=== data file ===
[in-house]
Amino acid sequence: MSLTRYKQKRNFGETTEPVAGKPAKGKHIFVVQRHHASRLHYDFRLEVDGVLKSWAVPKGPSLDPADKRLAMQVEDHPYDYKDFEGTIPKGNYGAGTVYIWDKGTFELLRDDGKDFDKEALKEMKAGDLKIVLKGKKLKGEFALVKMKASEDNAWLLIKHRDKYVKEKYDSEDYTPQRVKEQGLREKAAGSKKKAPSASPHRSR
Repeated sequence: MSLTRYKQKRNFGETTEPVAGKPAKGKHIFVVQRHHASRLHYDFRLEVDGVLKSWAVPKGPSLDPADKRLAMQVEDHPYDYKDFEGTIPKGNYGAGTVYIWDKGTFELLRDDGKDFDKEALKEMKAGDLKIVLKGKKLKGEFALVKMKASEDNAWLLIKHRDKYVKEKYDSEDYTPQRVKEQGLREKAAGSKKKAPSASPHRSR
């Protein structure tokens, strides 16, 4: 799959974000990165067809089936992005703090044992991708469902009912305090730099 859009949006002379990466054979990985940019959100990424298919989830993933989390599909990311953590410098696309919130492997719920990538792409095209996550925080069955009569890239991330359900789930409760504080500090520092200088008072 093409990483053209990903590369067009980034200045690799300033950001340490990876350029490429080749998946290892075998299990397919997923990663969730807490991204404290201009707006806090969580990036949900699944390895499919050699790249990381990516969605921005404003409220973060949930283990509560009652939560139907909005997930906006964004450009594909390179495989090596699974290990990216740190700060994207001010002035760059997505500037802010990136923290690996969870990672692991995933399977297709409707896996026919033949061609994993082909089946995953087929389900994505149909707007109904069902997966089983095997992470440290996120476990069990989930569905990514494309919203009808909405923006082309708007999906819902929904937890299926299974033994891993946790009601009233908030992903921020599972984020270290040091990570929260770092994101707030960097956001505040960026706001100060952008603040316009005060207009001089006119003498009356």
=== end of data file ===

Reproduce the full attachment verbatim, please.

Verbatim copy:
[in-house]
Amino acid sequence: MSLTRYKQKRNFGETTEPVAGKPAKGKHIFVVQRHHASRLHYDFRLEVDGVLKSWAVPKGPSLDPADKRLAMQVEDHPYDYKDFEGTIPKGNYGAGTVYIWDKGTFELLRDDGKDFDKEALKEMKAGDLKIVLKGKKLKGEFALVKMKASEDNAWLLIKHRDKYVKEKYDSEDYTPQRVKEQGLREKAAGSKKKAPSASPHRSR
Repeated sequence: MSLTRYKQKRNFGETTEPVAGKPAKGKHIFVVQRHHASRLHYDFRLEVDGVLKSWAVPKGPSLDPADKRLAMQVEDHPYDYKDFEGTIPKGNYGAGTVYIWDKGTFELLRDDGKDFDKEALKEMKAGDLKIVLKGKKLKGEFALVKMKASEDNAWLLIKHRDKYVKEKYDSEDYTPQRVKEQGLREKAAGSKKKAPSASPHRSR
């Protein structure tokens, strides 16, 4: 799959974000990165067809089936992005703090044992991708469902009912305090730099 859009949006002379990466054979990985940019959100990424298919989830993933989390599909990311953590410098696309919130492997719920990538792409095209996550925080069955009569890239991330359900789930409760504080500090520092200088008072 093409990483053209990903590369067009980034200045690799300033950001340490990876350029490429080749998946290892075998299990397919997923990663969730807490991204404290201009707006806090969580990036949900699944390895499919050699790249990381990516969605921005404003409220973060949930283990509560009652939560139907909005997930906006964004450009594909390179495989090596699974290990990216740190700060994207001010002035760059997505500037802010990136923290690996969870990672692991995933399977297709409707896996026919033949061609994993082909089946995953087929389900994505149909707007109904069902997966089983095997992470440290996120476990069990989930569905990514494309919203009808909405923006082309708007999906819902929904937890299926299974033994891993946790009601009233908030992903921020599972984020270290040091990570929260770092994101707030960097956001505040960026706001100060952008603040316009005060207009001089006119003498009356």